Awaiting the First Report on International Religious Freedom
Sep 2, 1999
The U.S. State Departments Office of International Religious Freedom will release an Annual Report on International Religious Freedom on September 7, 1999 -- the first since it was required to do so by the International Religious Freedom Act of 1998 (IRFA). The Report will offer "an assessment and description of the nature and extent of violations of religious freedom in each foreign country," including "trends toward improvement in the respect and protection of the right to religious freedom." How aggressively the report deals with religious freedom issues in the Middle East will be a telling sign of how values issues like religious freedom will fare in the overall framework of U.S. foreign policy.
Saudi Arabia: The temptation for the State Department will be to let the strong U.S. ties to Saudi Arabia inhibit criticism of Saudi laws discriminating against non-Muslims. In a speech at the Middle East Institute (MEI) on August 9, 1999, Robert Seiple, ambassador-at-large for international religious freedom, said the Saudis care most about the ban on public non-Muslim worship and the prohibition on proselytizing. Besides those two restrictions, the Saudis impose other limits on non-Muslim religions. American service personnel and foreign service officials stationed in Saudi Arabia, including military chaplains, have faced great difficulty in wearing religious insignia and celebrating freely their individual religious beliefs and practices. During the Gulf War, this issue was laid to the side. A delicate issue for IRFA will be the analysis of restrictions on religious practice by the large non-Muslim temporary worker community in Saudi Arabia.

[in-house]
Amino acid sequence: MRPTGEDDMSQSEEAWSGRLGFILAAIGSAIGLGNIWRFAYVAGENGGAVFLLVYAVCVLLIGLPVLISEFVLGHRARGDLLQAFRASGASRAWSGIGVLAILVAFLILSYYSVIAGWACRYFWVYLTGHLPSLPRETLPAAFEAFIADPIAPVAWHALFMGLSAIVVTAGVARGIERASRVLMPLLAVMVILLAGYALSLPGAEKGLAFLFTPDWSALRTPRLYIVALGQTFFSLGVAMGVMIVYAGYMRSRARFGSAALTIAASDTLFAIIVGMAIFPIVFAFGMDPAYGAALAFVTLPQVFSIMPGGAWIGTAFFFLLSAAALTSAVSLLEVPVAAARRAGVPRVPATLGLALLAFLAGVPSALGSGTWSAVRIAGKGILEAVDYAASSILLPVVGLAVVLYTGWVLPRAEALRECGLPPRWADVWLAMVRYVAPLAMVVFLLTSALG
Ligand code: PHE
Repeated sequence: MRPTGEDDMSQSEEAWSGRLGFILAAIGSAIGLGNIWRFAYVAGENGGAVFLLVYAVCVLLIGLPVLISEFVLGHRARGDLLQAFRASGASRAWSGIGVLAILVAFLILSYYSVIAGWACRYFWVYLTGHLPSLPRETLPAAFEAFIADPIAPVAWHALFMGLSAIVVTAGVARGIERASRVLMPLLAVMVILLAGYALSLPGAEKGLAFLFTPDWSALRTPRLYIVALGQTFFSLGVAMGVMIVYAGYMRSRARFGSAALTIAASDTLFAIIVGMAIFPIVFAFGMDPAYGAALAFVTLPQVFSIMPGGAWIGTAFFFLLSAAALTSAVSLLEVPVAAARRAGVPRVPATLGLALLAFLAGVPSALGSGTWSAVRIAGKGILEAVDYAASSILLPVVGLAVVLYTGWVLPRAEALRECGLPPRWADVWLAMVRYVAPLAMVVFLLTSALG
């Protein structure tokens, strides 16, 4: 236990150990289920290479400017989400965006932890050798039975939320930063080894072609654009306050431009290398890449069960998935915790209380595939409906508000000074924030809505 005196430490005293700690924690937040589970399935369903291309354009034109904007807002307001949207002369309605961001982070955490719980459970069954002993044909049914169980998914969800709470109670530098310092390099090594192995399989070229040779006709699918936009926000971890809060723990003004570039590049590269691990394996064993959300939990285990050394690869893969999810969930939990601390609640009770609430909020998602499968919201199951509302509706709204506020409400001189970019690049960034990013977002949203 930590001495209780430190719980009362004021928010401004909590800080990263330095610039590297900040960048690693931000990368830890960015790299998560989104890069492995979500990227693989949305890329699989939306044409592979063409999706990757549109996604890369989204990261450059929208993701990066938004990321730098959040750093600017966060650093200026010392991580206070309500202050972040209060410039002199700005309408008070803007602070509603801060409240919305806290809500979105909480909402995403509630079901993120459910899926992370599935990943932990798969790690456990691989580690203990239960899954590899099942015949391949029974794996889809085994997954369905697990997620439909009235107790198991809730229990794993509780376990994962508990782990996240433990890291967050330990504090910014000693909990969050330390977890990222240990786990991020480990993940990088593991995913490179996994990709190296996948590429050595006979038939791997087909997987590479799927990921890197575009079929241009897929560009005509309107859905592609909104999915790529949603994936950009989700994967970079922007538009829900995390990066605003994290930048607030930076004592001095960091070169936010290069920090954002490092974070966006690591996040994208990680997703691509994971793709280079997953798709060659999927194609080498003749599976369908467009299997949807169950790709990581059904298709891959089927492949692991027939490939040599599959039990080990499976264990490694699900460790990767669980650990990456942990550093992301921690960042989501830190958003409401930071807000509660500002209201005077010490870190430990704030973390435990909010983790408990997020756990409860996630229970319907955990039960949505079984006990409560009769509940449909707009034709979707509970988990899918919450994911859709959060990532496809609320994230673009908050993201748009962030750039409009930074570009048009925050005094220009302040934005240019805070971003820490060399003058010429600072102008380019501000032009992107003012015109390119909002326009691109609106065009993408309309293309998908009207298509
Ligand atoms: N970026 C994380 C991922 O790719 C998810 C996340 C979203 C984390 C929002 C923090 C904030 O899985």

Egypt:The Copts, a Christian denomination with 6 million to 10 million adherents in Egypt, are generally able to practice their religion but are threatened to varying degrees by terrorism from extreme Islamic groups, by abusive practices of local police and security forces, and by discriminatory and restrictive Egyptian government policies. In recent years there has been substantial evidence of discrimination and physical violence against Copts, including an incident in El-Kosheh in August and September 1998, where 1,014 Christian men, women, and children were arrested. U.S. president Bill Clinton raised concerns about Coptic Christians during his recent meeting with Egyptian president Hosni Mubarak. Faced on one side by the pressure of Islamic fundamentalism and on the other by the international human rights community, the government of Egypt is in a precarious situation. The quandary facing the report's authors is whether to emphasize the difficult position facing the Egyptian government or to condemn Egypt for allowing discrimination and persecution. In his MEI speech, Ambassador Seiple noted the recent rescinding of legislation requiring the Egyptian president's signature to conduct renovations on churches. It is possible that the report will congratulate the government of Egypt for this positive step. Yet, the flip side of this legislation is that the president's signature is still required to build a church.